Imagine you are on an elevator and someone asks you to explain Unitarian Universalism. That hasn’t happened to you (yet)? Would you be able to summarize our faith tradition in the time it takes to reach your floor? In this “for instance” you are NOT riding up to the top of the Empire State Building. I recently wrapped up a three-part “Elevator Speech” class that is part of our Adult Religious Education Curriculum. There were nine participants and we worked together to come up with our own, unique summaries of what it means to be a Unitarian Universalist.
The importance of covenant, respect for others, awareness of the interconnectedness of all beings, and the ability to value differing opinions all came out as important aspects of being UU. Each participant had a unique take on what living into the fullness of her/his faith meant. We all recognized the importance of our eight principles in helping to keep us each in right relationship with one another.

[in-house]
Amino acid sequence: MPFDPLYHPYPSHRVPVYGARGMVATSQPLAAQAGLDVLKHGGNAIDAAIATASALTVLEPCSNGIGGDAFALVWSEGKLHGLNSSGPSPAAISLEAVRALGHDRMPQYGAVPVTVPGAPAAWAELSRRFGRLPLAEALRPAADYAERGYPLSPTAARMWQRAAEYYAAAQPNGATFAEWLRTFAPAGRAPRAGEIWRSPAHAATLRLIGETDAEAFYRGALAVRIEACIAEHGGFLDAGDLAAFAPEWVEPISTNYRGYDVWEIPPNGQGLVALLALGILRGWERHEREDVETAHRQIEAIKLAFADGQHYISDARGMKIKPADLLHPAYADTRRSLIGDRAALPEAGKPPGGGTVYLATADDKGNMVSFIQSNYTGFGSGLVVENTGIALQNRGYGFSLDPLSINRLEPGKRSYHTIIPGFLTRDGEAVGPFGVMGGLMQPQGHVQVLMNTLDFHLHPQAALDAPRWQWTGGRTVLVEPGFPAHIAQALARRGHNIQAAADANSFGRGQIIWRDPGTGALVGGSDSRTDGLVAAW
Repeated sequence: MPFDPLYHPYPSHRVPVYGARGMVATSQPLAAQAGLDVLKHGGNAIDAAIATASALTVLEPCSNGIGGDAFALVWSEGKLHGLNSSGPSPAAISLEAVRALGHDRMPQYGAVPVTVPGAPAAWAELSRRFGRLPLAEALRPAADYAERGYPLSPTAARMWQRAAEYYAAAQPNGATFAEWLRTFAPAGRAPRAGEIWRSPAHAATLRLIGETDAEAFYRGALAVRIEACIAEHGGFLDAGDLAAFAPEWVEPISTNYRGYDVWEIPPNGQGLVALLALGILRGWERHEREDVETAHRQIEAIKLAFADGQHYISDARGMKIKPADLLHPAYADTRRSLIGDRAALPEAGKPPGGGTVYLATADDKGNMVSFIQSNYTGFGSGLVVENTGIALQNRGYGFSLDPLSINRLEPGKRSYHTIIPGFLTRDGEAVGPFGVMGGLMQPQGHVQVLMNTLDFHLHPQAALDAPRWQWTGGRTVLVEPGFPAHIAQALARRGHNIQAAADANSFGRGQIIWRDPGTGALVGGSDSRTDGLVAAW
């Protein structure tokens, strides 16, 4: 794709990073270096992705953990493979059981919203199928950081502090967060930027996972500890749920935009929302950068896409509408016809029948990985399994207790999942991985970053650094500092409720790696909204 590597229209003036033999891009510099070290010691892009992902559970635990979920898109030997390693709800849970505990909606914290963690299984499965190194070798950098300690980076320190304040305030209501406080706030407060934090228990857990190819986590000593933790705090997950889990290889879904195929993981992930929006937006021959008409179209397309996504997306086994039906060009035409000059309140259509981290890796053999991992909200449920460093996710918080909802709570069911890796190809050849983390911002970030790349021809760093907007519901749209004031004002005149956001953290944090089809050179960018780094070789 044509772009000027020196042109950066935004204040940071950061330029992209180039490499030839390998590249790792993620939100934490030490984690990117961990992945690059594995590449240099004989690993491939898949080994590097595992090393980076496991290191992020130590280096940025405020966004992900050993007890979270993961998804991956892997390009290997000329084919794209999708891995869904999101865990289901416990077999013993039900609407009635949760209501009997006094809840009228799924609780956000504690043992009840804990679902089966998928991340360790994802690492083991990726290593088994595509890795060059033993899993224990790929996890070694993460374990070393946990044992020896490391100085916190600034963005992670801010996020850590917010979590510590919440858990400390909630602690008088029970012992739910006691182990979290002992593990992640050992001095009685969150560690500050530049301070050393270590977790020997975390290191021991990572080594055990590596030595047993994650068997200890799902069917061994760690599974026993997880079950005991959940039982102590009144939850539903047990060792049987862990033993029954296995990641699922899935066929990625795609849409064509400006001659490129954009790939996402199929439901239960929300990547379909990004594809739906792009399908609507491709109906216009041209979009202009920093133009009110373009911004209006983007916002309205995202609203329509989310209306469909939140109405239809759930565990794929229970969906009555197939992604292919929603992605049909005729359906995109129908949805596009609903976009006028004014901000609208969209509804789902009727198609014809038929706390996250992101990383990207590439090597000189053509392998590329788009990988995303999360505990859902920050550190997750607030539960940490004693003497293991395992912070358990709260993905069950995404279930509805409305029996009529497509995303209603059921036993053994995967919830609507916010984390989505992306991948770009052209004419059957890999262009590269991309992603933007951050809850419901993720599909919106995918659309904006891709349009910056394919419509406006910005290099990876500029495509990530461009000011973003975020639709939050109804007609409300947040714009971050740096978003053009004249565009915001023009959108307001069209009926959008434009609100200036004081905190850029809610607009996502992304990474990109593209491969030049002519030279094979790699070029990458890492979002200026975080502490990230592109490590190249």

As one who came from a progressive Christian tradition (the United Church of Christ) this class was fascinating to me because the Unitarian Universalist church expands even wider than what I’ve witnessed elsewhere. The slogan “Deeds not Creeds” became part of my own elevator speech. I couldn’t help but wonder what the world would look like if we all could follow this open-hearted faith.
I want to quote Paul Rasor, a UU Minister who described his experience of Unitarian Universalism: It invites us to live with ambiguity without giving in to facile compromise; to engage in dialogue without trying to control the conversation; to be open to change without accepting change too casually; to take commitment seriously but not blindly; to be engaged with the culture without succumbing to the culture’s values.
We are going to hold further “Elevator Speech” classes. I hope you can join in.